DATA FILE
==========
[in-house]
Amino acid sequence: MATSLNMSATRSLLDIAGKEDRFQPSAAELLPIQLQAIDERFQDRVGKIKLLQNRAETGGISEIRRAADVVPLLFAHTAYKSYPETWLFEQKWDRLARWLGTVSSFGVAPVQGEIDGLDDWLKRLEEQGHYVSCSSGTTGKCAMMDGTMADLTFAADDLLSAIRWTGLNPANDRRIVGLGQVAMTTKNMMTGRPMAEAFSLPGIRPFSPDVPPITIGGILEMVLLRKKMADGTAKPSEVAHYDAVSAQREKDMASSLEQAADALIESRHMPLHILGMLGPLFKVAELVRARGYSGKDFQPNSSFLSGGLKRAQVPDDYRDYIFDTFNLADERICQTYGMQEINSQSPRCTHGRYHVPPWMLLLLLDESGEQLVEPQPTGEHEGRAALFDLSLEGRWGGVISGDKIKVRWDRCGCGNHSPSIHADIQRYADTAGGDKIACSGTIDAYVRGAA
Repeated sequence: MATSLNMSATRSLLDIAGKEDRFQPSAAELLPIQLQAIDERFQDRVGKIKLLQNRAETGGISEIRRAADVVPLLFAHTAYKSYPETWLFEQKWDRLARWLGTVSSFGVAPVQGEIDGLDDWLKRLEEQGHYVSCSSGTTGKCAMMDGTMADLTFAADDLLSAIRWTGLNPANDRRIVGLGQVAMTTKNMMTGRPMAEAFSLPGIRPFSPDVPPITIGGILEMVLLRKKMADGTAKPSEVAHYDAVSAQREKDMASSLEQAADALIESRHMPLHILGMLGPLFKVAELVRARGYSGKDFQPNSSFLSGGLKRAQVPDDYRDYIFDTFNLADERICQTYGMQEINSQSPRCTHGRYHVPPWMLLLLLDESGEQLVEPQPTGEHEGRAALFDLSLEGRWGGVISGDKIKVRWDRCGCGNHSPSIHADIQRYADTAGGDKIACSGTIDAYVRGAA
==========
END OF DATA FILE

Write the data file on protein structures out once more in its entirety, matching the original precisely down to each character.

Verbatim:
[in-house]
Amino acid sequence: MATSLNMSATRSLLDIAGKEDRFQPSAAELLPIQLQAIDERFQDRVGKIKLLQNRAETGGISEIRRAADVVPLLFAHTAYKSYPETWLFEQKWDRLARWLGTVSSFGVAPVQGEIDGLDDWLKRLEEQGHYVSCSSGTTGKCAMMDGTMADLTFAADDLLSAIRWTGLNPANDRRIVGLGQVAMTTKNMMTGRPMAEAFSLPGIRPFSPDVPPITIGGILEMVLLRKKMADGTAKPSEVAHYDAVSAQREKDMASSLEQAADALIESRHMPLHILGMLGPLFKVAELVRARGYSGKDFQPNSSFLSGGLKRAQVPDDYRDYIFDTFNLADERICQTYGMQEINSQSPRCTHGRYHVPPWMLLLLLDESGEQLVEPQPTGEHEGRAALFDLSLEGRWGGVISGDKIKVRWDRCGCGNHSPSIHADIQRYADTAGGDKIACSGTIDAYVRGAA
Repeated sequence: MATSLNMSATRSLLDIAGKEDRFQPSAAELLPIQLQAIDERFQDRVGKIKLLQNRAETGGISEIRRAADVVPLLFAHTAYKSYPETWLFEQKWDRLARWLGTVSSFGVAPVQGEIDGLDDWLKRLEEQGHYVSCSSGTTGKCAMMDGTMADLTFAADDLLSAIRWTGLNPANDRRIVGLGQVAMTTKNMMTGRPMAEAFSLPGIRPFSPDVPPITIGGILEMVLLRKKMADGTAKPSEVAHYDAVSAQREKDMASSLEQAADALIESRHMPLHILGMLGPLFKVAELVRARGYSGKDFQPNSSFLSGGLKRAQVPDDYRDYIFDTFNLADERICQTYGMQEINSQSPRCTHGRYHVPPWMLLLLLDESGEQLVEPQPTGEHEGRAALFDLSLEGRWGGVISGDKIKVRWDRCGCGNHSPSIHADIQRYADTAGGDKIACSGTIDAYVRGAA